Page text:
A bold ambition to ensure more disabled people can benefit from the UK’s growing economy and jobs market is behind Access to Work changes.
Reforms to Access to Work unveiled in Parliament today will pave the way for thousands more disabled people to be supported into mainstream employment, while being given new choices and control over the type of practical help they receive.
Changes to the scheme will also enhance support for disabled people who wish to start their own businesses.
And innovative reforms to the way some services are procured will enable support to be provided more efficiently, cutting out wasteful processes and saving taxpayers’ money.
Minister of State for Disabled People Mark Harper said:
We have invested an extra £15 million in Access to Work since 2012 and user numbers are rising steadily. I hope these changes will help many more to join them in getting into, and staying in, work in the future.
Access to Work plays a crucial role in supporting disabled people in employment and I want to see many more people benefitting from it – particularly people with mental health conditions who can face significant barriers to work and are currently under-represented in employment.
The introduction of Personal Budgets will give many Access to Work users more freedom over how they use the money allocated to them, helping them manage their support in a more tailored, efficient and cost-effective way.
In addition to setting up a new specialist team covering self-employment, from October 2015 eligibility for self-employed awards will be based on the Universal Credit rules. This will ensure disabled people have a clear understanding of how they can be supported to maintain their business and continue in self-employment with the support of the scheme. It will also allow a reasonable amount of time for setting up a business while ensuring that taxpayers’ money is only supporting legitimate and viable firms.
As part of the package of measures announced today, individual support will be limited to one and a half times the national average salary (equivalent to £40,800 at current rates). This will save enough money to pay for around 3,000 extra places on Access to Work’s Mental Health Support Service, or around 1,000 extra disabled people to be supported at the average award level.
In 2013 to 2014 Access to Work spent £108 million to help 35,540 disabled people enter or remain in work, over 4,000 more than in 2012 to 2013, and ministers wish to see this growth continue. The investment of an extra £15 million in the scheme since 2012 has seen a steady rise in the numbers of people supported.
As well as making significant improvements to the administration of the system over recent months, speeding up the time taken to process award claims, services have been enhanced with the establishment of a Mental Health Support Team. This provides effective, low-cost support, alongside mainstream Access to Work initiatives such as help with travel and communication at interviews, and awareness training for employers and colleagues to combat stigma.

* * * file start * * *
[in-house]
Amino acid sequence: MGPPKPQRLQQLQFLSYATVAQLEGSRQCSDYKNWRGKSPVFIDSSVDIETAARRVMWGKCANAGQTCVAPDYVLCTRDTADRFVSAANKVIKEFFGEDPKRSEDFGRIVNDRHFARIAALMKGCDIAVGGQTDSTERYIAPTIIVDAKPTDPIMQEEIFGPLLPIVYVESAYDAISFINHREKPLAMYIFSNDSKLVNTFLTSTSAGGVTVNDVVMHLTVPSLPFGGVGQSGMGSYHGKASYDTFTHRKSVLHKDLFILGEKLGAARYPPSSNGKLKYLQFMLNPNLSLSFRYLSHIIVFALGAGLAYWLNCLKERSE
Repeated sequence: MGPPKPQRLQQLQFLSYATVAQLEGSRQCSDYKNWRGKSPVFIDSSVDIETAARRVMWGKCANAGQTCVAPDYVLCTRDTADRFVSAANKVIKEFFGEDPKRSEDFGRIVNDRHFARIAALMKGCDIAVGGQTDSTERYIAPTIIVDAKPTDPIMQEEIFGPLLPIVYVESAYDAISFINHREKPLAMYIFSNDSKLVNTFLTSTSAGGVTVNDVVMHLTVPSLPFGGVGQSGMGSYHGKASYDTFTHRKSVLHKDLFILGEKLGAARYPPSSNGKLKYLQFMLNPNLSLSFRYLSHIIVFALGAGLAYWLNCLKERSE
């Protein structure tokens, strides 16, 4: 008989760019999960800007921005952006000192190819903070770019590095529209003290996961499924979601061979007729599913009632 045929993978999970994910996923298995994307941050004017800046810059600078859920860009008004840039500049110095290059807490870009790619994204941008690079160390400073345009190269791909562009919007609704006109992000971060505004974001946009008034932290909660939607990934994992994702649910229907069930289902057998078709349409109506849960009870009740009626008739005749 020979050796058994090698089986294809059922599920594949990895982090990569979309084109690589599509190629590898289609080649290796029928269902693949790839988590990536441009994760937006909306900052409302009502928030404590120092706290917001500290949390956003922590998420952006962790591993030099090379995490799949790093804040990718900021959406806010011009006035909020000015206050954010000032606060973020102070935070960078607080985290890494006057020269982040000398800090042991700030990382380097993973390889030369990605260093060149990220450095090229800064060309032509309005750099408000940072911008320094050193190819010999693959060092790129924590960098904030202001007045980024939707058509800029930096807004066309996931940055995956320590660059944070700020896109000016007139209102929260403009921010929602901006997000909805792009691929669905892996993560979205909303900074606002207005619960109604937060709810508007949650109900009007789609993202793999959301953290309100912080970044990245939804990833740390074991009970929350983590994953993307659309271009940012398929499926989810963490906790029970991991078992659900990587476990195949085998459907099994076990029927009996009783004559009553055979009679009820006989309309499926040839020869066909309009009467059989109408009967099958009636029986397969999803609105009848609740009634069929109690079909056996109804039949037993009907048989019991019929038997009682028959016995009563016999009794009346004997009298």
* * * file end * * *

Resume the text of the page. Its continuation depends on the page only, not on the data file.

Around 80% of the highest value awards for Access to Work pay for British Sign Language (BSL) services. DWP is working closely with Deaf users to develop a new framework for this, which will guarantee quality standards and set transparent prices. A future market review of BSL interpretation will also explore long-term improvements in the market to ensure the right support can be provided at a reasonable cost to the taxpayer.
Around 30% of Access to Work spending is on taxis, and these changes will include piloting contracted services for customers across the UK’s largest towns and cities. These reforms will drive improvements in customer service, reliability and accessibility standards in the taxi industry more widely, as well as achieving better value for money.
The average Access to Work award is around £3,000 per annum. However, approximately 200 people with very high level awards account for more than 10% of the entire budget.
The current highest award is approximately £120,000 per annum and historically some have exceeded £200,000 per annum.
By capping the individual award the government will save £3 million per annum by 2018, money that can be used to expand the scheme. For example, £3 million would be enough to fund 1,000 average users on the Access to Work Scheme or 3,000 places on the Mental Health Support Service.
The cap is one and a half times the average salary of £27,200 and will be reviewed annually to ensure it remains in line with the UK labour market. It will come into effect in October 2015 for new customers.
Existing customers prior to that date will be exempt from the new limit until April 2018, helping individuals and their employers to adjust to their new level of support. Specialist teams will also work in partnership with individuals subject to the cap, advising on reasonable adjustments and ways to make greater use of money-saving technology. Dedicated Deaf and hearing loss, visual impairment and self-employment teams, will help people adjust to new levels of support.
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